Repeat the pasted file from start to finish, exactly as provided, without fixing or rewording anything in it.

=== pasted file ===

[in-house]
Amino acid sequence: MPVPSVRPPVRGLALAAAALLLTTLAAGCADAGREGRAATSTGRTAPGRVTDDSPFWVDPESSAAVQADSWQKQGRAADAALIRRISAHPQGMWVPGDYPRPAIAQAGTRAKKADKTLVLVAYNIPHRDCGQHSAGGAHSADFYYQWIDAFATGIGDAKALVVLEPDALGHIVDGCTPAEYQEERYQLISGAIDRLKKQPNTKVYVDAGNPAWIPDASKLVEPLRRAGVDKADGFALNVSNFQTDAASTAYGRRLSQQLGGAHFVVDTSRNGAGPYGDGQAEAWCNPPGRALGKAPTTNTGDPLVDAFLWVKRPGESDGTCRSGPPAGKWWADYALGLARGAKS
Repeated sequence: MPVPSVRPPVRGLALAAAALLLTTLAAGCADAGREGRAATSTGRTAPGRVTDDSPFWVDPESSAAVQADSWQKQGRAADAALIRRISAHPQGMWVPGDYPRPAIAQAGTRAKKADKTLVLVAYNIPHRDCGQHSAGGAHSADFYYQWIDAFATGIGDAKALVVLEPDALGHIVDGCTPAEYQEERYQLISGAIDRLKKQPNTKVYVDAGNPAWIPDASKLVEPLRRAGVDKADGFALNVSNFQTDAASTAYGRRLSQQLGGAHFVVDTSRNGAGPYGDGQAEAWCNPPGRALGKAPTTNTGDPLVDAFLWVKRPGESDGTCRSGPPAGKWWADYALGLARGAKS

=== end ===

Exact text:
[in-house]
Amino acid sequence: MPVPSVRPPVRGLALAAAALLLTTLAAGCADAGREGRAATSTGRTAPGRVTDDSPFWVDPESSAAVQADSWQKQGRAADAALIRRISAHPQGMWVPGDYPRPAIAQAGTRAKKADKTLVLVAYNIPHRDCGQHSAGGAHSADFYYQWIDAFATGIGDAKALVVLEPDALGHIVDGCTPAEYQEERYQLISGAIDRLKKQPNTKVYVDAGNPAWIPDASKLVEPLRRAGVDKADGFALNVSNFQTDAASTAYGRRLSQQLGGAHFVVDTSRNGAGPYGDGQAEAWCNPPGRALGKAPTTNTGDPLVDAFLWVKRPGESDGTCRSGPPAGKWWADYALGLARGAKS
Repeated sequence: MPVPSVRPPVRGLALAAAALLLTTLAAGCADAGREGRAATSTGRTAPGRVTDDSPFWVDPESSAAVQADSWQKQGRAADAALIRRISAHPQGMWVPGDYPRPAIAQAGTRAKKADKTLVLVAYNIPHRDCGQHSAGGAHSADFYYQWIDAFATGIGDAKALVVLEPDALGHIVDGCTPAEYQEERYQLISGAIDRLKKQPNTKVYVDAGNPAWIPDASKLVEPLRRAGVDKADGFALNVSNFQTDAASTAYGRRLSQQLGGAHFVVDTSRNGAGPYGDGQAEAWCNPPGRALGKAPTTNTGDPLVDAFLWVKRPGESDGTCRSGPPAGKWWADYALGLARGAKS